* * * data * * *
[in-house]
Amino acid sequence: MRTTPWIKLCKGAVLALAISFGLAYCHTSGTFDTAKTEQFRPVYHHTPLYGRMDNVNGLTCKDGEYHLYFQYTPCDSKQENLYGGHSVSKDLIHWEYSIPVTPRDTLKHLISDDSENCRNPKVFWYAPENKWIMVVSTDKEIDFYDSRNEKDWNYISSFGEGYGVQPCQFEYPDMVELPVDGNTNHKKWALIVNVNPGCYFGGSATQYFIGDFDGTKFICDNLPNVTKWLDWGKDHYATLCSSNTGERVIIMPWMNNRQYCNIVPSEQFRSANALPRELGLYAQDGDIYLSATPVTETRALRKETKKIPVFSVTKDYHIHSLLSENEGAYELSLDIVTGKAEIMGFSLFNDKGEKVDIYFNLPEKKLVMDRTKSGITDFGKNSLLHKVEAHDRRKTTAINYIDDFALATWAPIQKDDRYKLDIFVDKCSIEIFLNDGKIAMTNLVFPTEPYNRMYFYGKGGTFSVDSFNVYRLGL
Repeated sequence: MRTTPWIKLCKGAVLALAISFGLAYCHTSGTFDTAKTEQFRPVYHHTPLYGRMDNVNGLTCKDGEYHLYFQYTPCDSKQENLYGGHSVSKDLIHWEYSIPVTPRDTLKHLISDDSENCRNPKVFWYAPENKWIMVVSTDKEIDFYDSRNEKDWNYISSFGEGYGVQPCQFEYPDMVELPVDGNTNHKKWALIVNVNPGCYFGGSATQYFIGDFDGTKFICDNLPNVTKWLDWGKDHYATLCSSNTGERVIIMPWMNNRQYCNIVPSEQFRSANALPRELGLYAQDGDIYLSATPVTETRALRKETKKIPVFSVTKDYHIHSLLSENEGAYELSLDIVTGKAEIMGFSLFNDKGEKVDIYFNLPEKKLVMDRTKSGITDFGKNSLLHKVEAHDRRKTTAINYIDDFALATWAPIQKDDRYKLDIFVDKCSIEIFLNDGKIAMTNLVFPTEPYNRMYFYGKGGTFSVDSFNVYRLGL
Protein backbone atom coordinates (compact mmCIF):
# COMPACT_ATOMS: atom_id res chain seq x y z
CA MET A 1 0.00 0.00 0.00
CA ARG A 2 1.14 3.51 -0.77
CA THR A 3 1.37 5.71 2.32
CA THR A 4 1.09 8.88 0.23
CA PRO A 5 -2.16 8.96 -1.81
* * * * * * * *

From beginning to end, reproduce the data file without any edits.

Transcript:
[in-house]
Amino acid sequence: MRTTPWIKLCKGAVLALAISFGLAYCHTSGTFDTAKTEQFRPVYHHTPLYGRMDNVNGLTCKDGEYHLYFQYTPCDSKQENLYGGHSVSKDLIHWEYSIPVTPRDTLKHLISDDSENCRNPKVFWYAPENKWIMVVSTDKEIDFYDSRNEKDWNYISSFGEGYGVQPCQFEYPDMVELPVDGNTNHKKWALIVNVNPGCYFGGSATQYFIGDFDGTKFICDNLPNVTKWLDWGKDHYATLCSSNTGERVIIMPWMNNRQYCNIVPSEQFRSANALPRELGLYAQDGDIYLSATPVTETRALRKETKKIPVFSVTKDYHIHSLLSENEGAYELSLDIVTGKAEIMGFSLFNDKGEKVDIYFNLPEKKLVMDRTKSGITDFGKNSLLHKVEAHDRRKTTAINYIDDFALATWAPIQKDDRYKLDIFVDKCSIEIFLNDGKIAMTNLVFPTEPYNRMYFYGKGGTFSVDSFNVYRLGL
Repeated sequence: MRTTPWIKLCKGAVLALAISFGLAYCHTSGTFDTAKTEQFRPVYHHTPLYGRMDNVNGLTCKDGEYHLYFQYTPCDSKQENLYGGHSVSKDLIHWEYSIPVTPRDTLKHLISDDSENCRNPKVFWYAPENKWIMVVSTDKEIDFYDSRNEKDWNYISSFGEGYGVQPCQFEYPDMVELPVDGNTNHKKWALIVNVNPGCYFGGSATQYFIGDFDGTKFICDNLPNVTKWLDWGKDHYATLCSSNTGERVIIMPWMNNRQYCNIVPSEQFRSANALPRELGLYAQDGDIYLSATPVTETRALRKETKKIPVFSVTKDYHIHSLLSENEGAYELSLDIVTGKAEIMGFSLFNDKGEKVDIYFNLPEKKLVMDRTKSGITDFGKNSLLHKVEAHDRRKTTAINYIDDFALATWAPIQKDDRYKLDIFVDKCSIEIFLNDGKIAMTNLVFPTEPYNRMYFYGKGGTFSVDSFNVYRLGL
Protein backbone atom coordinates (compact mmCIF):
# COMPACT_ATOMS: atom_id res chain seq x y z
CA MET A 1 0.00 0.00 0.00
CA ARG A 2 1.14 3.51 -0.77
CA THR A 3 1.37 5.71 2.32
CA THR A 4 1.09 8.88 0.23
CA PRO A 5 -2.16 8.96 -1.81